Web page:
The United Nations special rapporteur to the occupied Palestine Tuesday urged Israel to abide by international law and international standards of detention.
In a written statement, Michael Lynk, the UN special rapporteur on the situation of human rights in the Palestinian Territory under occupation, requested better and accessible health care, unrestrained family visits, and an end to solitary confinement and administrative detention for Palestinian hunger strikers.
The ongoing hunger strike staged by approximately 1,000 Palestinians in Israeli jails this week entered its second month.
"Prisoners everywhere have a right to engage in hunger strikes to protest their living conditions, and they should not be punished as a result," said Lynk's statement.
"I deeply regret not having the opportunity to visit the Occupied Palestinian Territory, and to speak face-to-face with victims and witnesses of Israel's alleged violations of international humanitarian and human rights law".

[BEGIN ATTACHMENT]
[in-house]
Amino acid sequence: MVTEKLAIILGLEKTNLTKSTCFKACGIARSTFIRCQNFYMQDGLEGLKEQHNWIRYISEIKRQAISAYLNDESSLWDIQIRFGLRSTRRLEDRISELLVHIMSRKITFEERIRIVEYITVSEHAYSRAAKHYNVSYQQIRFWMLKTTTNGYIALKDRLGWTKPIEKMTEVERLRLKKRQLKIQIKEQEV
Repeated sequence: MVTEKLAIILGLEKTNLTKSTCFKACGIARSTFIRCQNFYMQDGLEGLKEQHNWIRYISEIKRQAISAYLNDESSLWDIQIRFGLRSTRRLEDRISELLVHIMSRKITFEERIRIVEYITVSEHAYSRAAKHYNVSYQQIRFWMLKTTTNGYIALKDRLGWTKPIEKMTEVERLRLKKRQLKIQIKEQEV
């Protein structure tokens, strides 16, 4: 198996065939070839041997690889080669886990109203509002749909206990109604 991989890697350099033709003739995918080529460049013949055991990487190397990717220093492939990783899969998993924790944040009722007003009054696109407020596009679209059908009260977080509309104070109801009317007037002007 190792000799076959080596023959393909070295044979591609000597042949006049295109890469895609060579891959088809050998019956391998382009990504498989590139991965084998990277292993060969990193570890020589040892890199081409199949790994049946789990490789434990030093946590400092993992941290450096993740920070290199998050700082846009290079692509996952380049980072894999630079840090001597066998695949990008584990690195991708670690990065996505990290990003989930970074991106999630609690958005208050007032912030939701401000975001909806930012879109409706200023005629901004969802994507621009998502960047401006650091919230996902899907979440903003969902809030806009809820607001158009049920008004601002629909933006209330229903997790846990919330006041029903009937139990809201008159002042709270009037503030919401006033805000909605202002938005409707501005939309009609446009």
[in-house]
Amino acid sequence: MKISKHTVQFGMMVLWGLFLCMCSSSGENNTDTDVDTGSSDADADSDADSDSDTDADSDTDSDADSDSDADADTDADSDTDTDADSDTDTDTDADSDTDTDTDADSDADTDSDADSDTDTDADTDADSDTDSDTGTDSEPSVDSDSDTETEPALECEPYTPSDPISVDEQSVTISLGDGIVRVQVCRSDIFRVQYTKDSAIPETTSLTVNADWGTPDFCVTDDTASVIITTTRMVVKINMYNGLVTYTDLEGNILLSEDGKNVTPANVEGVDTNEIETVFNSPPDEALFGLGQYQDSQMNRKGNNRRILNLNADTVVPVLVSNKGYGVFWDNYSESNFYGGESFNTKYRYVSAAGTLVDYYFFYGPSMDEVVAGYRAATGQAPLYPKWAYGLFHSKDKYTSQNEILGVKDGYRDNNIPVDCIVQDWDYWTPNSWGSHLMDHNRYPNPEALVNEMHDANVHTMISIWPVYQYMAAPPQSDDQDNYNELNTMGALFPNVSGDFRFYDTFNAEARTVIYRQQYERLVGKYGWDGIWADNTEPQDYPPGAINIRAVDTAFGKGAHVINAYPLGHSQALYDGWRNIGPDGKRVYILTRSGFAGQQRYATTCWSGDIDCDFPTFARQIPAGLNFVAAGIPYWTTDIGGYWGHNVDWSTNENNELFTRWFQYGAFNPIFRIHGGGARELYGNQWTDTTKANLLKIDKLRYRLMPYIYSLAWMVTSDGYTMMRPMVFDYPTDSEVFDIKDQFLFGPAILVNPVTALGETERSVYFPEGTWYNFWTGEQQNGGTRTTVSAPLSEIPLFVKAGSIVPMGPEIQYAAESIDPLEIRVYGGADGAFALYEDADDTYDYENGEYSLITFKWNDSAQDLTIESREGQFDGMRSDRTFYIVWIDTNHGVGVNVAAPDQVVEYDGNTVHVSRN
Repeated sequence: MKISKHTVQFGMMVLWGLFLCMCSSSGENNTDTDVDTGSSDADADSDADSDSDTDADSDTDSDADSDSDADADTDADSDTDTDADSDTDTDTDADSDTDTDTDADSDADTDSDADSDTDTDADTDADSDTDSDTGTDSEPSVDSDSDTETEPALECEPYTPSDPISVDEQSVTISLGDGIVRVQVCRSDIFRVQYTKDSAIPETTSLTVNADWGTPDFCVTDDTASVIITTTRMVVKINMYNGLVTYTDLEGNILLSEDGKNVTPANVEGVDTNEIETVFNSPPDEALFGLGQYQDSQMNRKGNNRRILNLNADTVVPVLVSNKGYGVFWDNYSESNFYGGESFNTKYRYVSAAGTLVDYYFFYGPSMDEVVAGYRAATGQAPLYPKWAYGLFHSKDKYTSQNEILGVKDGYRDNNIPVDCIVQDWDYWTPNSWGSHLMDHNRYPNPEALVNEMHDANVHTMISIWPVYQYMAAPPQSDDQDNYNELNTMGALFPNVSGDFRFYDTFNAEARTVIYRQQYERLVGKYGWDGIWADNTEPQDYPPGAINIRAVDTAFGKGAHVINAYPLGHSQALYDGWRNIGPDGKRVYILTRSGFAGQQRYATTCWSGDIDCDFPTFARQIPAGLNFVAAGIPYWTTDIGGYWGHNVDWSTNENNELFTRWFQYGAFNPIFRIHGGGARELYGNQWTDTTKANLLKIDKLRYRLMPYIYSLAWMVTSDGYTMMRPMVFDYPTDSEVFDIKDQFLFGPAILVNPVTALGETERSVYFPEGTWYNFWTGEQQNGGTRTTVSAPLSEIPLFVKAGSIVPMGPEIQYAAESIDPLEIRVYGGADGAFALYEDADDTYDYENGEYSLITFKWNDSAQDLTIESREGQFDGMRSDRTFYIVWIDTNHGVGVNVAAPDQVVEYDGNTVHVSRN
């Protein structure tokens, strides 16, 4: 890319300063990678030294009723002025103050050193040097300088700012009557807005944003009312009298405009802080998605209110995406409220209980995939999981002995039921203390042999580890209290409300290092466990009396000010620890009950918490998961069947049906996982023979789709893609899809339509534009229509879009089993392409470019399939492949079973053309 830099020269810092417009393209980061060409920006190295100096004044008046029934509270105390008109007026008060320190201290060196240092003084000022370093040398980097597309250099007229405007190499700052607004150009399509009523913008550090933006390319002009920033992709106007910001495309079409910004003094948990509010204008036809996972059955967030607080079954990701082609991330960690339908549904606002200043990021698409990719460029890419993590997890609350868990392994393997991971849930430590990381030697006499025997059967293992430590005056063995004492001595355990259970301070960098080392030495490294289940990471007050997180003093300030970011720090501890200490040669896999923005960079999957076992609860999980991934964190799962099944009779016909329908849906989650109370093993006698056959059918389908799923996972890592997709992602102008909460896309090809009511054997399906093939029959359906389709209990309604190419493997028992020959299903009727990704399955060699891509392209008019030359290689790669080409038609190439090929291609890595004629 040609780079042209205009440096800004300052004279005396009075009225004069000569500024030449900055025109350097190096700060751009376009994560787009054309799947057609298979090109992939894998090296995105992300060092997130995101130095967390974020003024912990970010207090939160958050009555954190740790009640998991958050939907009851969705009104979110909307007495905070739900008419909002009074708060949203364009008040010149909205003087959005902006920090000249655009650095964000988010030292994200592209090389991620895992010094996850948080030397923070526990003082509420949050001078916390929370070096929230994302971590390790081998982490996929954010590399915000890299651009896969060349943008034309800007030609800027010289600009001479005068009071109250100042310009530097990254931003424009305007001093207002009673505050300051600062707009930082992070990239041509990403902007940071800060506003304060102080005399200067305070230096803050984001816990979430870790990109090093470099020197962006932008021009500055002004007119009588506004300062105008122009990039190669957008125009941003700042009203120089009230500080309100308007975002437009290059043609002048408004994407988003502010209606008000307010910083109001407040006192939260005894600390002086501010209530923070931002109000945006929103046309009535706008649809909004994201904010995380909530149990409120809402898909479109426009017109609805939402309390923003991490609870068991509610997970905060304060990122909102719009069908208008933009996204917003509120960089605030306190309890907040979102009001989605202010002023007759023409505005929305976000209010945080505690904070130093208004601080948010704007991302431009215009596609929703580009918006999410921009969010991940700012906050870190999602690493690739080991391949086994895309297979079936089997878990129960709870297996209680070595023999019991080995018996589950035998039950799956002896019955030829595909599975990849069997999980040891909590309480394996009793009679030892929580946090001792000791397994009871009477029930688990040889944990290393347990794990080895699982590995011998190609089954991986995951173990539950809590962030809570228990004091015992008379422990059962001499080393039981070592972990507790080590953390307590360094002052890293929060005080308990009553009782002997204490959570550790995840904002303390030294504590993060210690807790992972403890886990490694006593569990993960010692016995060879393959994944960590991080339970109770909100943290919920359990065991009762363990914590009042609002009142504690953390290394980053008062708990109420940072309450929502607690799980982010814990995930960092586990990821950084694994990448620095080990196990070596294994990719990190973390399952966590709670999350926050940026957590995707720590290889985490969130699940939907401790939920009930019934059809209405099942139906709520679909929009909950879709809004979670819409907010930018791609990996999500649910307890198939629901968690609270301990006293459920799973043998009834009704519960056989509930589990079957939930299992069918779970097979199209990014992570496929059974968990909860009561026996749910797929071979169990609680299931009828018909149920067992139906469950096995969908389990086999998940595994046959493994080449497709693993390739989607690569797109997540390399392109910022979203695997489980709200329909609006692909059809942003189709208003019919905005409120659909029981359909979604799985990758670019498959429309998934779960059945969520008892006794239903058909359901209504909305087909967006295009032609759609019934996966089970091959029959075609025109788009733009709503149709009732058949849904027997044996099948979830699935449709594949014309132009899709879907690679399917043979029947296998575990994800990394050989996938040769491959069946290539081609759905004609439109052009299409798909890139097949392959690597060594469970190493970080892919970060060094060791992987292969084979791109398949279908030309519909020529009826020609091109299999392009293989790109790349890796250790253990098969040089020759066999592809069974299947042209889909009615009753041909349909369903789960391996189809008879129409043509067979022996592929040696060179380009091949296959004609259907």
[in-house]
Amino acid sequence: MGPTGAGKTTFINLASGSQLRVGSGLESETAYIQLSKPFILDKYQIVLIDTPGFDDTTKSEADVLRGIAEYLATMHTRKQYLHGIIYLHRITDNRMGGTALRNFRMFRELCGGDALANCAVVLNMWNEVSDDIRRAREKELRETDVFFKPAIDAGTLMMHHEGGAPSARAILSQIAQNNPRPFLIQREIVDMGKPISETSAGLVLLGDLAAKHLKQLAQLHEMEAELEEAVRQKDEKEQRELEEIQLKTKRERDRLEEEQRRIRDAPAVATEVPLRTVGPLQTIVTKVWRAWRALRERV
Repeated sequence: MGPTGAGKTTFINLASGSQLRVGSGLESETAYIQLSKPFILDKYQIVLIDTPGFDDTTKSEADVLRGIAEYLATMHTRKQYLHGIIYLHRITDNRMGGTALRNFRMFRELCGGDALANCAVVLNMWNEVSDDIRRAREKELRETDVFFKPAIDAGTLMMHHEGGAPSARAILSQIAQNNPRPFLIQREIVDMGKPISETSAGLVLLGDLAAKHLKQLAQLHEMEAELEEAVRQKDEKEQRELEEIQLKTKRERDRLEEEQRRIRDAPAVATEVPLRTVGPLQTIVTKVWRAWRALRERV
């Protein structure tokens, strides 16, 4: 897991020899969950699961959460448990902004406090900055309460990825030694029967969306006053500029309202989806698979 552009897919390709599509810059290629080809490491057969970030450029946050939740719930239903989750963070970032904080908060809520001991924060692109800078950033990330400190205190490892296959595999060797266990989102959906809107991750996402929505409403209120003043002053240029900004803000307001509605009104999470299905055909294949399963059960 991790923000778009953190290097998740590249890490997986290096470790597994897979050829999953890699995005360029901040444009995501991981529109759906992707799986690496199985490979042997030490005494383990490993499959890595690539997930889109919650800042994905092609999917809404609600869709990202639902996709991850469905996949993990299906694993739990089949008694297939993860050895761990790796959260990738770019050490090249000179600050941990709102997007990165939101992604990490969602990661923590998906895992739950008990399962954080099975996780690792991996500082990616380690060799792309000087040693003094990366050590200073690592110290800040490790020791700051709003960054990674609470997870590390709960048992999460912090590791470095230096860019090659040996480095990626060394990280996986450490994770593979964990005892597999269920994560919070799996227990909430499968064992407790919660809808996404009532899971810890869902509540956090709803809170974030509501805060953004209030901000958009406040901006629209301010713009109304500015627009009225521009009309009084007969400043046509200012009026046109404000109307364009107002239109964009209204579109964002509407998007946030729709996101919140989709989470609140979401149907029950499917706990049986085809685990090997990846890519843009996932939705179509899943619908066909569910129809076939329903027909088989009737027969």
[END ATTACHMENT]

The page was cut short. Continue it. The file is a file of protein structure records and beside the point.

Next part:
On the many Palestinian prisoners incarcerated in Israel, not in the occupied Palestinian territory, in violation of international humanitarian law, he added, "These transfers create significant barriers to the families of prisoners who wish to visit them, due to the difficulty of obtaining permits to enter Israel, and the often-arduous journey families must undertake to reach their relatives."
According to a report by foundations including the Palestinian Prisoners Society, some 7,000 Palestinian -- including 57 women and 300 children -- are currently jailed in Israeli prisons.